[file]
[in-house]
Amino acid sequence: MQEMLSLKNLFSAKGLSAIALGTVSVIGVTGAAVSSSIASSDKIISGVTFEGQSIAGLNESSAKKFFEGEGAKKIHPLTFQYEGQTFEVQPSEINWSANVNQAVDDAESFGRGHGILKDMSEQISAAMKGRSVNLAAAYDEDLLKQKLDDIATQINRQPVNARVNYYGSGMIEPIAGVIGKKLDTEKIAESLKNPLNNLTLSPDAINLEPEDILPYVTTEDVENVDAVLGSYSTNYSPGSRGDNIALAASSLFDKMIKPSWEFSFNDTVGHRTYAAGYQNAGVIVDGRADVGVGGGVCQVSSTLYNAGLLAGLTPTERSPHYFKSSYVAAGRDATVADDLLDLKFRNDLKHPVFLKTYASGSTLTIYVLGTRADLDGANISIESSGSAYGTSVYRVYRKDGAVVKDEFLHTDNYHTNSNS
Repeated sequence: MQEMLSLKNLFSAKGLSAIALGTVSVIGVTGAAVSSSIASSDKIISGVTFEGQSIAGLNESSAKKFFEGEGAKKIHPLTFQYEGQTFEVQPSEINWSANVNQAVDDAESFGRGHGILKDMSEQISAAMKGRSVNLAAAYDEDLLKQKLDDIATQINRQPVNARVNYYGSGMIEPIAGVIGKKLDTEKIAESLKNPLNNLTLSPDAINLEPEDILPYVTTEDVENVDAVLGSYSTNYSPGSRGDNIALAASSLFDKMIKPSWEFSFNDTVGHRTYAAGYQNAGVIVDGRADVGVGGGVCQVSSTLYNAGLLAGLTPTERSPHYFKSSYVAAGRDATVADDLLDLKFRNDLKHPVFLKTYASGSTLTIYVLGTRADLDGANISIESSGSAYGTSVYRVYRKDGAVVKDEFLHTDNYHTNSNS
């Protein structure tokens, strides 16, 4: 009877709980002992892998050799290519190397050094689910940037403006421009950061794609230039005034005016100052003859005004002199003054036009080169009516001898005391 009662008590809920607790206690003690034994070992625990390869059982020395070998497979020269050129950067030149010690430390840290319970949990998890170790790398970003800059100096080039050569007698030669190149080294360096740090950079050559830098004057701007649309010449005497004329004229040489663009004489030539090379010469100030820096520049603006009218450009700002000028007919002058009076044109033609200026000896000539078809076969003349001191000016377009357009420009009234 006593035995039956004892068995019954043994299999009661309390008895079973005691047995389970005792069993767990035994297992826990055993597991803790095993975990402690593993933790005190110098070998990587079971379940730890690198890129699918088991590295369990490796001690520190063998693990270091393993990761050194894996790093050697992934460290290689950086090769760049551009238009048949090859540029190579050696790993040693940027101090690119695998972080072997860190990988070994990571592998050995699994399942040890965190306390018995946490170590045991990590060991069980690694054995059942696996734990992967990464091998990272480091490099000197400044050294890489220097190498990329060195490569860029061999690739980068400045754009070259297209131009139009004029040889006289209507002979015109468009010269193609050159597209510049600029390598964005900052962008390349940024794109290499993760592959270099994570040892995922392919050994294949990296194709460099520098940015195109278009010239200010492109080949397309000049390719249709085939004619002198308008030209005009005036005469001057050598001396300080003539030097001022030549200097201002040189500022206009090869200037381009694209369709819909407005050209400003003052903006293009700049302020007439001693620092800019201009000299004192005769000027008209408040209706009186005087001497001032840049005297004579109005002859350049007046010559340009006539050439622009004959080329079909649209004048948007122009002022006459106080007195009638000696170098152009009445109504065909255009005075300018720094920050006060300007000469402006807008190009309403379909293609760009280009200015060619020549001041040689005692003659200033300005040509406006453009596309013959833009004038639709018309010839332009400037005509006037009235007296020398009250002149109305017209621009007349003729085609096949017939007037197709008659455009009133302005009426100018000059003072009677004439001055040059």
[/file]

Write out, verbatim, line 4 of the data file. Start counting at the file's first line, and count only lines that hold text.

């Protein structure tokens, strides 16, 4: 009877709980002992892998050799290519190397050094689910940037403006421009950061794609230039005034005016100052003859005004002199003054036009080169009516001898005391 009662008590809920607790206690003690034994070992625990390869059982020395070998497979020269050129950067030149010690430390840290319970949990998890170790790398970003800059100096080039050569007698030669190149080294360096740090950079050559830098004057701007649309010449005497004329004229040489663009004489030539090379010469100030820096520049603006009218450009700002000028007919002058009076044109033609200026000896000539078809076969003349001191000016377009357009420009009234 006593035995039956004892068995019954043994299999009661309390008895079973005691047995389970005792069993767990035994297992826990055993597991803790095993975990402690593993933790005190110098070998990587079971379940730890690198890129699918088991590295369990490796001690520190063998693990270091393993990761050194894996790093050697992934460290290689950086090769760049551009238009048949090859540029190579050696790993040693940027101090690119695998972080072997860190990988070994990571592998050995699994399942040890965190306390018995946490170590045991990590060991069980690694054995059942696996734990992967990464091998990272480091490099000197400044050294890489220097190498990329060195490569860029061999690739980068400045754009070259297209131009139009004029040889006289209507002979015109468009010269193609050159597209510049600029390598964005900052962008390349940024794109290499993760592959270099994570040892995922392919050994294949990296194709460099520098940015195109278009010239200010492109080949397309000049390719249709085939004619002198308008030209005009005036005469001057050598001396300080003539030097001022030549200097201002040189500022206009090869200037381009694209369709819909407005050209400003003052903006293009700049302020007439001693620092800019201009000299004192005769000027008209408040209706009186005087001497001032840049005297004579109005002859350049007046010559340009006539050439622009004959080329079909649209004048948007122009002022006459106080007195009638000696170098152009009445109504065909255009005075300018720094920050006060300007000469402006807008190009309403379909293609760009280009200015060619020549001041040689005692003659200033300005040509406006453009596309013959833009004038639709018309010839332009400037005509006037009235007296020398009250002149109305017209621009007349003729085609096949017939007037197709008659455009009133302005009426100018000059003072009677004439001055040059």